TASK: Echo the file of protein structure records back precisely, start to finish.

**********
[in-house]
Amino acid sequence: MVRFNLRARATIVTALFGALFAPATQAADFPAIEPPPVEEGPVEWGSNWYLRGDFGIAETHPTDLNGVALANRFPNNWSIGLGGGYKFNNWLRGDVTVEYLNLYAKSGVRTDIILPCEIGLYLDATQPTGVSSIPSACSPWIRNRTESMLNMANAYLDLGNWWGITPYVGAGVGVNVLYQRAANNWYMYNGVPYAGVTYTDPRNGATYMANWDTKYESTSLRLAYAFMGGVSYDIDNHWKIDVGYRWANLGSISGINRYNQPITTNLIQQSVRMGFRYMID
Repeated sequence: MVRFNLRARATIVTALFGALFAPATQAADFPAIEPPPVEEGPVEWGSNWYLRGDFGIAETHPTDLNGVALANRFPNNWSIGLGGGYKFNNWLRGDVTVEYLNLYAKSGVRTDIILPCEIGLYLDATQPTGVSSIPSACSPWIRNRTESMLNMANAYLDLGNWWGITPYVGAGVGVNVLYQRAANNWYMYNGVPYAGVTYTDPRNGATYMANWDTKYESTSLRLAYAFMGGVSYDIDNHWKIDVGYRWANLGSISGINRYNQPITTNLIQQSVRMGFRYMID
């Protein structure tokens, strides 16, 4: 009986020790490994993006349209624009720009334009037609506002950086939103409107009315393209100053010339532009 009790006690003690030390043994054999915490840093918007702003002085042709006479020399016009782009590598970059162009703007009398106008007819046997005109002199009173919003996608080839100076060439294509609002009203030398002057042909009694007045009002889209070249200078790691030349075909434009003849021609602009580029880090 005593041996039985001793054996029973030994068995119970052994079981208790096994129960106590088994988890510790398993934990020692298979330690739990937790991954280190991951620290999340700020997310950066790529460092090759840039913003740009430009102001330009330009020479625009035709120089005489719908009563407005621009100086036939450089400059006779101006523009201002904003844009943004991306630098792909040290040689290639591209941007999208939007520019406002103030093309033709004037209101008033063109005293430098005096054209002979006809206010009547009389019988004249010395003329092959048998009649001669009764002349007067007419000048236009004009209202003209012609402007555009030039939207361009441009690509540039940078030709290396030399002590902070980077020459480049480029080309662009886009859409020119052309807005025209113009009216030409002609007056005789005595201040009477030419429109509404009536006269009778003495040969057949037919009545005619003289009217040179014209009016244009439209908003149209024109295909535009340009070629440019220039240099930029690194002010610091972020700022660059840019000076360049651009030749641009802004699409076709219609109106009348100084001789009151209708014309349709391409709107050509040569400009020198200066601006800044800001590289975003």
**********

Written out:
[in-house]
Amino acid sequence: MVRFNLRARATIVTALFGALFAPATQAADFPAIEPPPVEEGPVEWGSNWYLRGDFGIAETHPTDLNGVALANRFPNNWSIGLGGGYKFNNWLRGDVTVEYLNLYAKSGVRTDIILPCEIGLYLDATQPTGVSSIPSACSPWIRNRTESMLNMANAYLDLGNWWGITPYVGAGVGVNVLYQRAANNWYMYNGVPYAGVTYTDPRNGATYMANWDTKYESTSLRLAYAFMGGVSYDIDNHWKIDVGYRWANLGSISGINRYNQPITTNLIQQSVRMGFRYMID
Repeated sequence: MVRFNLRARATIVTALFGALFAPATQAADFPAIEPPPVEEGPVEWGSNWYLRGDFGIAETHPTDLNGVALANRFPNNWSIGLGGGYKFNNWLRGDVTVEYLNLYAKSGVRTDIILPCEIGLYLDATQPTGVSSIPSACSPWIRNRTESMLNMANAYLDLGNWWGITPYVGAGVGVNVLYQRAANNWYMYNGVPYAGVTYTDPRNGATYMANWDTKYESTSLRLAYAFMGGVSYDIDNHWKIDVGYRWANLGSISGINRYNQPITTNLIQQSVRMGFRYMID
């Protein structure tokens, strides 16, 4: 009986020790490994993006349209624009720009334009037609506002950086939103409107009315393209100053010339532009 009790006690003690030390043994054999915490840093918007702003002085042709006479020399016009782009590598970059162009703007009398106008007819046997005109002199009173919003996608080839100076060439294509609002009203030398002057042909009694007045009002889209070249200078790691030349075909434009003849021609602009580029880090 005593041996039985001793054996029973030994068995119970052994079981208790096994129960106590088994988890510790398993934990020692298979330690739990937790991954280190991951620290999340700020997310950066790529460092090759840039913003740009430009102001330009330009020479625009035709120089005489719908009563407005621009100086036939450089400059006779101006523009201002904003844009943004991306630098792909040290040689290639591209941007999208939007520019406002103030093309033709004037209101008033063109005293430098005096054209002979006809206010009547009389019988004249010395003329092959048998009649001669009764002349007067007419000048236009004009209202003209012609402007555009030039939207361009441009690509540039940078030709290396030399002590902070980077020459480049480029080309662009886009859409020119052309807005025209113009009216030409002609007056005789005595201040009477030419429109509404009536006269009778003495040969057949037919009545005619003289009217040179014209009016244009439209908003149209024109295909535009340009070629440019220039240099930029690194002010610091972020700022660059840019000076360049651009030749641009802004699409076709219609109106009348100084001789009151209708014309349709391409709107050509040569400009020198200066601006800044800001590289975003």